I have accepted all this, as everyone does. Look, it’s not about strength or moxie or bravery or resilience or anything else. You aren’t given a choice so you do what you have to do—just about everyone in this situation does. But as an adult, you have this nagging sense in your mind that doesn’t accept things. When I was a kid, I just took everything in stride. I didn’t know enough of the world to know different. I looked at today, and that was it. It’s hard to do that when you’re grown, especially when so much of your sense of your own future is wrapped up in your children’s future. What do I need to do to remain as highly functional as possible? To be a good role model of a responsible parent for both my kids, to show my daughter, and hell my son too, what it REALLY means to be a woman, in spite of what society says? To take away from Gabe the difficulty of thinking about how a motherless family would look, and go through what I need to go through to make sure the kids would have what they needed if I wasn’t around? How can I be realistic without being morbid? How can I give others permission to not behave the way everyone thinks you should behave when some bullshit happens?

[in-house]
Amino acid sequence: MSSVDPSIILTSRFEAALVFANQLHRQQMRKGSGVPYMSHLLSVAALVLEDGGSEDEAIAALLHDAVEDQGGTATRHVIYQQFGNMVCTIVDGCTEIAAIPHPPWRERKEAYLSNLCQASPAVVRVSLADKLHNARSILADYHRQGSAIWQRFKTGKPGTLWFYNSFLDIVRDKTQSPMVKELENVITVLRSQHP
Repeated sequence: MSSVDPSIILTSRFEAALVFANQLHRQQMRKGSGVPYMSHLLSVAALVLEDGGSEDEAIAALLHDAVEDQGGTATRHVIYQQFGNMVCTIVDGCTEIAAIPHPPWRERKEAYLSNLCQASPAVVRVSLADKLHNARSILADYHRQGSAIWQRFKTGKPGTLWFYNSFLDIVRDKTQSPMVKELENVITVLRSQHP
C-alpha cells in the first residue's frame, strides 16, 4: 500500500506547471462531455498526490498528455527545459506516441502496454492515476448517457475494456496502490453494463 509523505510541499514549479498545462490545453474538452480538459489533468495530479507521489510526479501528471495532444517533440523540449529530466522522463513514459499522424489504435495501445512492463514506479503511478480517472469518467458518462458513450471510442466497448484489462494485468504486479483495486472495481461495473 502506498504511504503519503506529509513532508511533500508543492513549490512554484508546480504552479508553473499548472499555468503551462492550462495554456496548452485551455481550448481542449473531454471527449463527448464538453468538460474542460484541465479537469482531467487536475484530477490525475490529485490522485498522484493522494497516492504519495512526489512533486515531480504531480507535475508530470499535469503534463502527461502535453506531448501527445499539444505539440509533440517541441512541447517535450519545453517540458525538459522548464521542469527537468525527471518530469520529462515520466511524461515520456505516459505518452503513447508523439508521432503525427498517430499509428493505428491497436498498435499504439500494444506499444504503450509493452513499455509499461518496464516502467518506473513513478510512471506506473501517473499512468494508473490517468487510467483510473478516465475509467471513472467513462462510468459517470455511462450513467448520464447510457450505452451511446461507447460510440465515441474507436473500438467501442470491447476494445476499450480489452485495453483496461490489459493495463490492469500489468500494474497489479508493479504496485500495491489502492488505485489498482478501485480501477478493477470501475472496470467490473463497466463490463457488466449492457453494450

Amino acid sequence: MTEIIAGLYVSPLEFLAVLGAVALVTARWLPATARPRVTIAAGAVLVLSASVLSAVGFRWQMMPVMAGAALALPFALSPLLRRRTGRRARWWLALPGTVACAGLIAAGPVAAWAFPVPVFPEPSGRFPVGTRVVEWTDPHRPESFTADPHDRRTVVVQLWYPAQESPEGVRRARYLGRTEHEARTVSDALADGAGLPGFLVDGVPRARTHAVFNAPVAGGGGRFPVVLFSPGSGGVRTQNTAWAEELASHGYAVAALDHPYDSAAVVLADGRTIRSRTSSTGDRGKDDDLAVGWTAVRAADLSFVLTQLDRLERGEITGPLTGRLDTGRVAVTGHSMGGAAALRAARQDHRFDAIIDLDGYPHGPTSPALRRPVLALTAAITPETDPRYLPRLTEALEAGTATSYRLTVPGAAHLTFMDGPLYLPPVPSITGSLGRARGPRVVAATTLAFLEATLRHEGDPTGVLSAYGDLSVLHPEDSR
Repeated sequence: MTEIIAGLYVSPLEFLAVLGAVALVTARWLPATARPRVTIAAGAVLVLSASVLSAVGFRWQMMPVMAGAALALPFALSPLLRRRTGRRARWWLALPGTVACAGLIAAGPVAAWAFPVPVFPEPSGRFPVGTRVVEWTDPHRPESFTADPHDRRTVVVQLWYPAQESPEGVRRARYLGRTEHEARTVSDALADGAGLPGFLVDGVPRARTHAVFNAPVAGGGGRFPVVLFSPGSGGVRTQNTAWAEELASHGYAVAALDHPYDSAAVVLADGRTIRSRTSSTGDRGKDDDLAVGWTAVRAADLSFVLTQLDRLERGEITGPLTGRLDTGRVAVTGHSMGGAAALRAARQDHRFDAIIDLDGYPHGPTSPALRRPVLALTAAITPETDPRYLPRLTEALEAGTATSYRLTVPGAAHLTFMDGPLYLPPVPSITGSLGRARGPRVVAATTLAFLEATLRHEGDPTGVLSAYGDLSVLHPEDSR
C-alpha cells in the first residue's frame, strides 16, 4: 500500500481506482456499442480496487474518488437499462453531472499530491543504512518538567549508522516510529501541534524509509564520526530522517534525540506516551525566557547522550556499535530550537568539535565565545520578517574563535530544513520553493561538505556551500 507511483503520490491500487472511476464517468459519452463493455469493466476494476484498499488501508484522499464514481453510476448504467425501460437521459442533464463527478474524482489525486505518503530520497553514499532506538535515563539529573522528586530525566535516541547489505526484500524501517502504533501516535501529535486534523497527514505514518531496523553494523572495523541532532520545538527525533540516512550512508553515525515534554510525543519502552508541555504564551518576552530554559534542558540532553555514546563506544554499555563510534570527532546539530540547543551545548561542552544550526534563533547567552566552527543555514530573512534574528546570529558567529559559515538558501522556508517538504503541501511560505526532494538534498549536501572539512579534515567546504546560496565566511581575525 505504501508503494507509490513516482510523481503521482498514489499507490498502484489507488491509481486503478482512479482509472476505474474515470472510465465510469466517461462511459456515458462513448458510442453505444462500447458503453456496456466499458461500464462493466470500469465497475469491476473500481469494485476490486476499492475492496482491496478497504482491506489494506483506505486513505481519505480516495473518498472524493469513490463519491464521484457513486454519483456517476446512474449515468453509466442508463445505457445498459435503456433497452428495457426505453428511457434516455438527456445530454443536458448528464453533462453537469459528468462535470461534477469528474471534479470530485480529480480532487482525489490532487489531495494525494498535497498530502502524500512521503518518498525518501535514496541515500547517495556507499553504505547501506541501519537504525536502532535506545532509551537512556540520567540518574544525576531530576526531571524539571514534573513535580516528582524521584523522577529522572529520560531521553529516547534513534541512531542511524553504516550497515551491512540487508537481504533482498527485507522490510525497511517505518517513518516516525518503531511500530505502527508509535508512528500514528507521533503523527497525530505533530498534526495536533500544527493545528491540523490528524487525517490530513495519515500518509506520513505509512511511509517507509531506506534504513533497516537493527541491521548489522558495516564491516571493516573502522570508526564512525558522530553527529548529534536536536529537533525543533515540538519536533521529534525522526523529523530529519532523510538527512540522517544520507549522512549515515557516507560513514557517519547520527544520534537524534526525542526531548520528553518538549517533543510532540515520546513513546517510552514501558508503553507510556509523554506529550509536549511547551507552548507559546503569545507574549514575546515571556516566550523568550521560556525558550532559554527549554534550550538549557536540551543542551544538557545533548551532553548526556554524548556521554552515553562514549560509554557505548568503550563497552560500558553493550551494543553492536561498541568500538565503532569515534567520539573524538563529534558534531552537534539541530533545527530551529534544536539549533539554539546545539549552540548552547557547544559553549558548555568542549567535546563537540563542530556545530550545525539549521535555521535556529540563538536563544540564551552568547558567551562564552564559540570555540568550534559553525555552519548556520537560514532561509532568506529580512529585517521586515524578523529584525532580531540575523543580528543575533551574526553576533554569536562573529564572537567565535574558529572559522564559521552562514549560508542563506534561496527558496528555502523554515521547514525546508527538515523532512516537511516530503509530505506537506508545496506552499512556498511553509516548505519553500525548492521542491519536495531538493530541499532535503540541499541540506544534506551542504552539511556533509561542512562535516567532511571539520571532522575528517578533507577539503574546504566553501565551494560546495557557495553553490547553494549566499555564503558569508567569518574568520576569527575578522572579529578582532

I look through all this and I realize why the battle metaphor is so stupid, besides the misplaced machismo wrapped up in it. Battles end. I am done with treatment—for now—and I wonder what the hell I will do with myself, but cancer is just a part of me now, and always will be, even when 2010 has come and gone. I plan to make myself write this blog at least once a week, even if no one reads it now that I’m done with the technical treatment. I still have a lot of things to say about cancer, about illness, about gender, and some of these things are things I have always wanted to say but never did because I was too busy to sit down and write about them, or because I thought no one would give a shit.